AKC registered Pug puppies. fawn and black....Due 1/05/18
Items Included: AKC limited papers, vet checked, first shots
Chinese pug, Dutch bulldog, Dutch mastiff, Mini mastiff, Mops, Carlin
The Pug is one of the oldest breeds of dogs and has flourished since before 400 BC. China is the earliest known source for Pugs, where they were pets of the Buddhist monasteries in Tibet. The Pug is a family favorite. Full of confidence and always eager to please, this dog makes a great playmate for children and a loyal addition to the family.
Silver, apricot-fawn, or black, with black muzzle or mask, ears, cheek moles, and trace down back.
The coat of the Pug breed is short and often double-layered, with a smooth, velvety layer of longer hair on top and a shorter, fluffier layer underneath. This type of coat gives the Pug a reputation as a prolific shedder. Often, faithful Pug owners c
Pugs are social and very easy-going. Known for their intelligence, these dogs are generally calm and reserved.
This breed gets along well with children, other dogs, and most household pets. They may become jealous if their owner diverts attention to another animal or child.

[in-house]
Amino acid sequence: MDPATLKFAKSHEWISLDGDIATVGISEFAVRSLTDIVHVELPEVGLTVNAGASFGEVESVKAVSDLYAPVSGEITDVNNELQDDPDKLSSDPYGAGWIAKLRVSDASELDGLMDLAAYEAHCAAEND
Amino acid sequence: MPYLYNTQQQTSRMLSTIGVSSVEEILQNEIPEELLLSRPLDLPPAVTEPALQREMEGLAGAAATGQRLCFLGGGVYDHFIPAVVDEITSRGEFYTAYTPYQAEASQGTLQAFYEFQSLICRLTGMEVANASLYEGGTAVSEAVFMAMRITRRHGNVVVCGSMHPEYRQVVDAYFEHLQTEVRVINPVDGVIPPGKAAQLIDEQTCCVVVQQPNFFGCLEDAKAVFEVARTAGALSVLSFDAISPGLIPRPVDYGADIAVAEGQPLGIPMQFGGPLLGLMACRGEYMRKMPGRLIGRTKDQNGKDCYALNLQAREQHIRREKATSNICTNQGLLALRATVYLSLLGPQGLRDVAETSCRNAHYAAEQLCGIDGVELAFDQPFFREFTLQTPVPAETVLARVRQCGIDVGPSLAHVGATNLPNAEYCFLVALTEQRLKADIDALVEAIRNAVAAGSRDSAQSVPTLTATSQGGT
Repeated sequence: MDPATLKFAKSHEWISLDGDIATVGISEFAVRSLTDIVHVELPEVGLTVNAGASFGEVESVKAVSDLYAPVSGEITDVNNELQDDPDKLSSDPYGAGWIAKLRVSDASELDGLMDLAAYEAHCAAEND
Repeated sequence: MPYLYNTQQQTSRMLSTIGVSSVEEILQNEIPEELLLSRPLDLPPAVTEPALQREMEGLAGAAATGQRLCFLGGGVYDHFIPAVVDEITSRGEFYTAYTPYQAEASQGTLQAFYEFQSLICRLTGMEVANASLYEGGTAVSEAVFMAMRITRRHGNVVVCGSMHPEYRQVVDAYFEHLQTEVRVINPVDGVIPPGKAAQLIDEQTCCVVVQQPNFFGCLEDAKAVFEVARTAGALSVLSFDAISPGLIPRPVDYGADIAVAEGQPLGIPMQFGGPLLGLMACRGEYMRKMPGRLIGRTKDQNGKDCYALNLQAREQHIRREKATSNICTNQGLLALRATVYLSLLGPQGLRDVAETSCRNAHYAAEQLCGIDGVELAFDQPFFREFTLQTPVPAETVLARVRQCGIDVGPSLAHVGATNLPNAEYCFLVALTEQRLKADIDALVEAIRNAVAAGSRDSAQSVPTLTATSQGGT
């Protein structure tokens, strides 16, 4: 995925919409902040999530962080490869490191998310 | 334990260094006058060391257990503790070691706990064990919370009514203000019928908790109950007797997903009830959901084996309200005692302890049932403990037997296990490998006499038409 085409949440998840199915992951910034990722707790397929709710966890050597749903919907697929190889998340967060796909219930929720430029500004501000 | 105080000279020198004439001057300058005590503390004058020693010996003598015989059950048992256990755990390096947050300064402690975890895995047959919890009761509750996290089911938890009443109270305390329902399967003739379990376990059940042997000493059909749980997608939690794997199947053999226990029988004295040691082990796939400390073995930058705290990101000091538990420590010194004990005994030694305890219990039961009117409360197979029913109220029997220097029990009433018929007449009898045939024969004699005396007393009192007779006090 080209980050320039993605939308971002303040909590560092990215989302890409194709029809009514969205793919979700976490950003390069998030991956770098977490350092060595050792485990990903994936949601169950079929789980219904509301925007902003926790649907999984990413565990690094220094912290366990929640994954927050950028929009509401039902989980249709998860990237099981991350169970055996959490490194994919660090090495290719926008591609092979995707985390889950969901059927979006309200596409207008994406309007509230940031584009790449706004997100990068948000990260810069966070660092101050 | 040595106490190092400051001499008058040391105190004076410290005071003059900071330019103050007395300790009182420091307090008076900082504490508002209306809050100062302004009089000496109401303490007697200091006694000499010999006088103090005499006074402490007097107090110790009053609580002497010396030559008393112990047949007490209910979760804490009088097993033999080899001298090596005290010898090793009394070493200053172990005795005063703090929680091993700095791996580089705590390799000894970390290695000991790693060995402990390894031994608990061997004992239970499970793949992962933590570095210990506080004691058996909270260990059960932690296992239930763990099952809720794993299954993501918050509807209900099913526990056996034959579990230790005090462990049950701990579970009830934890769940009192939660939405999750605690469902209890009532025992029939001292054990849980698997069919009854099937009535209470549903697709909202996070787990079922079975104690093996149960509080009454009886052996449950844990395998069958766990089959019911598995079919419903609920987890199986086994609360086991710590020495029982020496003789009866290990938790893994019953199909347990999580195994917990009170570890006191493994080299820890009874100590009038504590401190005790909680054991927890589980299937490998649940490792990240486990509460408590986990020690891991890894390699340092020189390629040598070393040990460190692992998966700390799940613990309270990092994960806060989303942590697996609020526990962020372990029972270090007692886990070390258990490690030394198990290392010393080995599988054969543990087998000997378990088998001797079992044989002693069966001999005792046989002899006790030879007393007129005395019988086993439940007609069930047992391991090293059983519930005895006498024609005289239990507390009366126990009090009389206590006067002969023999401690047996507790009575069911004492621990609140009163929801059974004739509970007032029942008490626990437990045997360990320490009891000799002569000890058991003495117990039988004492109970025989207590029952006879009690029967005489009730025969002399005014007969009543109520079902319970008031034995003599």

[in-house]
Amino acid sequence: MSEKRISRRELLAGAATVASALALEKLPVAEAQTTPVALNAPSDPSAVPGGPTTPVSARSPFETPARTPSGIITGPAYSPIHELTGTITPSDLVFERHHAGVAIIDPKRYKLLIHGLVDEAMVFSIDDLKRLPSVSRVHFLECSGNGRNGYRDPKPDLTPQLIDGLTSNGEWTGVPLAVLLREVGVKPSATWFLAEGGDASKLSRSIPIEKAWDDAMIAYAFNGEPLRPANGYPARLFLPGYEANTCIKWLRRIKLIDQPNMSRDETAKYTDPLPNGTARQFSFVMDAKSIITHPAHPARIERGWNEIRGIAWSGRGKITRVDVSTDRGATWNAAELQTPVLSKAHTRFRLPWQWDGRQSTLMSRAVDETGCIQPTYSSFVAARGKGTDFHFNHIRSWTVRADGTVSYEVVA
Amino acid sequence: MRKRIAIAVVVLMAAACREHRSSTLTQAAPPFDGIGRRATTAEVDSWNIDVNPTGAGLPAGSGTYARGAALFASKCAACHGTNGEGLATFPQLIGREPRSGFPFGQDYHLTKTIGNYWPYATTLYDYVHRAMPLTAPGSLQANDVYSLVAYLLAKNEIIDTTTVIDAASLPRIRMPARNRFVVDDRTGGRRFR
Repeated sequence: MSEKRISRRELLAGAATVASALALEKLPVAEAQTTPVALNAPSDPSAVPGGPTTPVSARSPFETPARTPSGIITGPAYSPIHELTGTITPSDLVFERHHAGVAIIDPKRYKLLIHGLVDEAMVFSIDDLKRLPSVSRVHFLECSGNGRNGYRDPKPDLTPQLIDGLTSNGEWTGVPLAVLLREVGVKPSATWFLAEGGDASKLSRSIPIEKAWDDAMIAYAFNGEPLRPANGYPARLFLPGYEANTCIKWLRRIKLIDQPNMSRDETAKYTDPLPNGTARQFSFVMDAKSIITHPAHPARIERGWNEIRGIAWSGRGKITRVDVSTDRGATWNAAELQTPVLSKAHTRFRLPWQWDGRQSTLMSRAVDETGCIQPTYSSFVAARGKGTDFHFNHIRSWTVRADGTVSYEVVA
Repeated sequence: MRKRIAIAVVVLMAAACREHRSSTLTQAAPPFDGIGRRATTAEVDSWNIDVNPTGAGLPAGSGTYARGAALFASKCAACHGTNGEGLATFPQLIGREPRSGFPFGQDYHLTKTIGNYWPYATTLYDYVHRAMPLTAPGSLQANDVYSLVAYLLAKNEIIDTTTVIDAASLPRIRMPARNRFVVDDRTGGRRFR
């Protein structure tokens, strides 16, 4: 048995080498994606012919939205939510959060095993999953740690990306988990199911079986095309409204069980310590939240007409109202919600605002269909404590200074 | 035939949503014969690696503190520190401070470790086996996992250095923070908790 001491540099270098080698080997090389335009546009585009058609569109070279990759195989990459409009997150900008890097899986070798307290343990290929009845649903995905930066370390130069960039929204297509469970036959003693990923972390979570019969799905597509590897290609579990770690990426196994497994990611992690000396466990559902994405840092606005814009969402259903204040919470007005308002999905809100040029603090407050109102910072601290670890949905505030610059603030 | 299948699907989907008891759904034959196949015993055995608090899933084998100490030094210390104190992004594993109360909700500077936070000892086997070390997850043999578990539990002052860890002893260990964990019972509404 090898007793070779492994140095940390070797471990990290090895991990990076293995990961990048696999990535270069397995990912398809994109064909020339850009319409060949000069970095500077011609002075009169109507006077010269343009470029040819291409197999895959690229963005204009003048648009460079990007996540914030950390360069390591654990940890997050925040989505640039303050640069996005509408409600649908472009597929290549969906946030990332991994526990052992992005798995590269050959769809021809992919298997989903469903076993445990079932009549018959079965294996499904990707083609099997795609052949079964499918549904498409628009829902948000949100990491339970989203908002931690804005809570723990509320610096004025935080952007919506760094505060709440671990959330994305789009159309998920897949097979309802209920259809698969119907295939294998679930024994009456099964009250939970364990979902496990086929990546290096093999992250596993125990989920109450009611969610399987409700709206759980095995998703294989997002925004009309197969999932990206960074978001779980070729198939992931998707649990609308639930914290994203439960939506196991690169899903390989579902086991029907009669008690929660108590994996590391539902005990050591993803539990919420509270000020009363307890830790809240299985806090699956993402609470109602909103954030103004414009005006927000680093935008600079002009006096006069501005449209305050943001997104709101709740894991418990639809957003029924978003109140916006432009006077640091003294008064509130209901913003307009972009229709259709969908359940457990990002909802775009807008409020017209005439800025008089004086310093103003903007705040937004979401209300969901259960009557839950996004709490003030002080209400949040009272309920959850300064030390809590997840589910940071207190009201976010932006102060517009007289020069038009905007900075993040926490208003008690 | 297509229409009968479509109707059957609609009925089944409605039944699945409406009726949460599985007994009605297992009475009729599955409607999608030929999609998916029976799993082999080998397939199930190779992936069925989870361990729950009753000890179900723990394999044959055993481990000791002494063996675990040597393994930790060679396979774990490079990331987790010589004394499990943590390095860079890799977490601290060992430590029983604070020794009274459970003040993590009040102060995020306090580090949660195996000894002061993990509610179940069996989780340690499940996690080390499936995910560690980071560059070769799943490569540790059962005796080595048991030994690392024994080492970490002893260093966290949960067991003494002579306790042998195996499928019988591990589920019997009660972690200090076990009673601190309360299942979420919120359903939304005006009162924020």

The Pug requires occasional grooming with a rubber brush to remove loose hairs. Special lotion can be used on the facial creases to clean and nourish the skin.
Since Pugs are stubborn, independent and smart enough to get bored quickly with repetitive exercises, they are not always easy to train. With their silly, distracting antics added to the mix, training a Pug may seem downright impossible at times. Thankfully, Pugs are exceptionally eager to please their owners, and owners who are consistent and patient can usually train their Pugs to exhibit the desired response to his or her prompts. Heaping praise upon them can also help tremendously, since they thrive on attention from their owners. It is also very important that owners do not inadvertently praise behaviors that, while cute, are not the point of the training exercise. This breed is very fond of food and treats, so using treats as rewards may provide some additional motivation for dogs that are especially strong-willed. Working with Pugs during the first six months of their lives is crucial where training is concerned, as it is much more difficult to change dogs’ behaviors after this point.